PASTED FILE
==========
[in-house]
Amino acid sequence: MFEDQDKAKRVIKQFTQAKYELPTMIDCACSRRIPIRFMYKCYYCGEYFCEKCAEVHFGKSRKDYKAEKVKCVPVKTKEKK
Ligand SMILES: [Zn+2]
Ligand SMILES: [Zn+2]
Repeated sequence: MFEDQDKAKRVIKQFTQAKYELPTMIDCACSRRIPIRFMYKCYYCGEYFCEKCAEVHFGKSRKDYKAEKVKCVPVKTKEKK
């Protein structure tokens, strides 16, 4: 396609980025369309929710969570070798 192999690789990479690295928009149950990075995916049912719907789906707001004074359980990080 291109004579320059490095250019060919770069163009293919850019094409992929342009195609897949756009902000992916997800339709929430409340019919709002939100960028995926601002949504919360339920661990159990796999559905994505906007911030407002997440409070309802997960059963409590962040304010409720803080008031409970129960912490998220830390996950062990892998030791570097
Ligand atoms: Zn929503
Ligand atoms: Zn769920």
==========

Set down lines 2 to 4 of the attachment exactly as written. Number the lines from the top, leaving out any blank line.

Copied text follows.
Amino acid sequence: MFEDQDKAKRVIKQFTQAKYELPTMIDCACSRRIPIRFMYKCYYCGEYFCEKCAEVHFGKSRKDYKAEKVKCVPVKTKEKK
Ligand SMILES: [Zn+2]
Ligand SMILES: [Zn+2]